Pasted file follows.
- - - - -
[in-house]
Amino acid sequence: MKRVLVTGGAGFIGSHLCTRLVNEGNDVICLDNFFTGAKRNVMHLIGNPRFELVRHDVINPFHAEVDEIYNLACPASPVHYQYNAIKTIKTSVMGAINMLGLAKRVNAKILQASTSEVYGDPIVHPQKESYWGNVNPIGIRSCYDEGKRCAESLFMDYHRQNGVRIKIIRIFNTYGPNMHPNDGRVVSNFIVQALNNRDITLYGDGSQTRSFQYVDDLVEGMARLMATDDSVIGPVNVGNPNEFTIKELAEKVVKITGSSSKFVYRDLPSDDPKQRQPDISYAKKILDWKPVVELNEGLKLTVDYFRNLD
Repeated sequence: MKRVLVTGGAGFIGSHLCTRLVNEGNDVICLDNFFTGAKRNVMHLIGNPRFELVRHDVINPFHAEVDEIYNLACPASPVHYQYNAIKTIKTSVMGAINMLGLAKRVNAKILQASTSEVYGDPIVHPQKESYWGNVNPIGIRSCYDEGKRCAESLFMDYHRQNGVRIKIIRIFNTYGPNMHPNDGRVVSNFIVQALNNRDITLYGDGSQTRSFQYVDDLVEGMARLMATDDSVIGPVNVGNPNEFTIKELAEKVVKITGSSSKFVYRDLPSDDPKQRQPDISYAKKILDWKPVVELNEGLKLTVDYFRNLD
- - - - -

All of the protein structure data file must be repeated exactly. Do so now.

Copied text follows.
[in-house]
Amino acid sequence: MKRVLVTGGAGFIGSHLCTRLVNEGNDVICLDNFFTGAKRNVMHLIGNPRFELVRHDVINPFHAEVDEIYNLACPASPVHYQYNAIKTIKTSVMGAINMLGLAKRVNAKILQASTSEVYGDPIVHPQKESYWGNVNPIGIRSCYDEGKRCAESLFMDYHRQNGVRIKIIRIFNTYGPNMHPNDGRVVSNFIVQALNNRDITLYGDGSQTRSFQYVDDLVEGMARLMATDDSVIGPVNVGNPNEFTIKELAEKVVKITGSSSKFVYRDLPSDDPKQRQPDISYAKKILDWKPVVELNEGLKLTVDYFRNLD
Repeated sequence: MKRVLVTGGAGFIGSHLCTRLVNEGNDVICLDNFFTGAKRNVMHLIGNPRFELVRHDVINPFHAEVDEIYNLACPASPVHYQYNAIKTIKTSVMGAINMLGLAKRVNAKILQASTSEVYGDPIVHPQKESYWGNVNPIGIRSCYDEGKRCAESLFMDYHRQNGVRIKIIRIFNTYGPNMHPNDGRVVSNFIVQALNNRDITLYGDGSQTRSFQYVDDLVEGMARLMATDDSVIGPVNVGNPNEFTIKELAEKVVKITGSSSKFVYRDLPSDDPKQRQPDISYAKKILDWKPVVELNEGLKLTVDYFRNLD